2 + 1 + OER

I’ve been thinking of ways to bend the cost curve using OER and get to that 60% college-educated place people keep talking about, while still building on the existing Higher Education system.

And I’ve been thinking particularly what sort of education I might like my older daughter, now eleven, to have access to in six years.

There’s a bunch of concerns I have, when I consider this at this level: she’ll likely still need a degree to have the options she wants. I think a residential experience is also valuable.

Here’s my thought on a system that could be in place in six years and have broad acceptance in the job market from day one. I’m calling it “2+1+OER”.

Basically, develop high quality OER for the community college system that aligns with integrative education programs like the one we have at Keene State. Take the best thought on how we make general education relevant and issues based, and build activity-level modules that can be facilitated at the community college level. Bake in the assessment piece, right into the module.

These same modules can be used at the undergraduate level of four-year colleges for students following a more traditional degree.

So that’s the “2″ part of “2+1+OER” — two years community college, or online equivalent, delivering modules. To start, those modules might be seeded by a large foundation, but the idea would be to get a practitioner to practitioner community going so that these modules would both improve over time, and allow for forking by instructors wanting to play to their students or institution’s particular strengths or challenges.

The “1″ is one year of residential college at an existing state college. Except it’s a little more than one year — It’s one year plus two summers. (As a side effect, this helps deal with the waste of having empty campuses three months out of the year, which is an issue that I know has been a big concern of our trustees).

The model could look like this for my daughter:

Fall 2017: Community College + Online
Spring 2018: Community College + Online
Summer 2018: Intensive Summer Residence Program at residential college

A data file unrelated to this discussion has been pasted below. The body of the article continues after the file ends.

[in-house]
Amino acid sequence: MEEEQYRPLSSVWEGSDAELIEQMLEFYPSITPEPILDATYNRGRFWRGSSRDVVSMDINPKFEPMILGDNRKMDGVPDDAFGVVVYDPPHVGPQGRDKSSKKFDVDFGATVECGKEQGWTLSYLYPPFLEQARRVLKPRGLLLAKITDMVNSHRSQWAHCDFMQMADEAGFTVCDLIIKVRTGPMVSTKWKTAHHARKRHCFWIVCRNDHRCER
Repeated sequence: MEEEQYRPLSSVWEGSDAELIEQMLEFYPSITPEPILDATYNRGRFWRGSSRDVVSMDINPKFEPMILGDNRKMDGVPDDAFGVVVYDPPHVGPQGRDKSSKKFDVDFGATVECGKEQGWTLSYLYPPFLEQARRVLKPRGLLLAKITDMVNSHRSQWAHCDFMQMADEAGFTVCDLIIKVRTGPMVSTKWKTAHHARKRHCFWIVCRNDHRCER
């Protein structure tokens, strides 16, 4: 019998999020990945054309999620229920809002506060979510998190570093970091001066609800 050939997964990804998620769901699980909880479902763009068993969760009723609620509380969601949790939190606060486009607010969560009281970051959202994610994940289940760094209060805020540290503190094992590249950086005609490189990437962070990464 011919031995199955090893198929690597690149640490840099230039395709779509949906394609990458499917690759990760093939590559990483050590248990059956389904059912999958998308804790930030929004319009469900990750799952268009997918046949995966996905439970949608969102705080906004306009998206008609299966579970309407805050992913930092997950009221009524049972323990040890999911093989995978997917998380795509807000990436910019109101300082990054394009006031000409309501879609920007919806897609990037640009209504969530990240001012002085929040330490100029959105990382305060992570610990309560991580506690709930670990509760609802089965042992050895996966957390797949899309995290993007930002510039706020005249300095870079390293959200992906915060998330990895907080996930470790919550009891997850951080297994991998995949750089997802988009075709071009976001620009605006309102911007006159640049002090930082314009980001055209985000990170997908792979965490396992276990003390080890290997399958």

Fall 2018: Community College + Online
Spring 2018: Community College + Online
Summer 2019: Intensive Summer Residence Program at residential college
Fall – Spring 2019 Full year Residential Program at residential college

To make this really work, we’d have to make sure that this was not seen as a “second-class” option — and a lot of that would have to do with the quality of the OER, and a focus portfolio-based assessment. It is probably also important that the track at the community college that uses the OER is marked on the transcript as such, so that employers can understand the level of quality of the program does not differ substantially from a traditional undergraduate experience (and in many ways may be better designed and assessed).

I think this could be a win for everyone though: the quality of the experience will likely be higher and the coherence greater than it is for many students currently. It makes use of campuses during the summer. It improves the community college system, while allowing residential colleges to focus on the unique opportunities having a residential student population allows, in terms of immersive experiences, undergraduate research, living-learning communities, etc.

Most importantly, it can exist side by side with the current system, using slightly tweaked processes for transfer, accreditation, etc. Places like Keene State could continue to serve primarily traditional undergraduates while still dramatically expanding access. It’s an extension, in many ways, of the great work that’s been going on in many states to make the transfer process for community college students more seamless. The difference here is that OER is used to create a coherent and more fully collaborative relationship between the community college and the residential college, and ensure a level of quality and impact, and to guarantee that the 2+1 option is not seen as a second-class route to a degree.

Let me know what you think in the comments.


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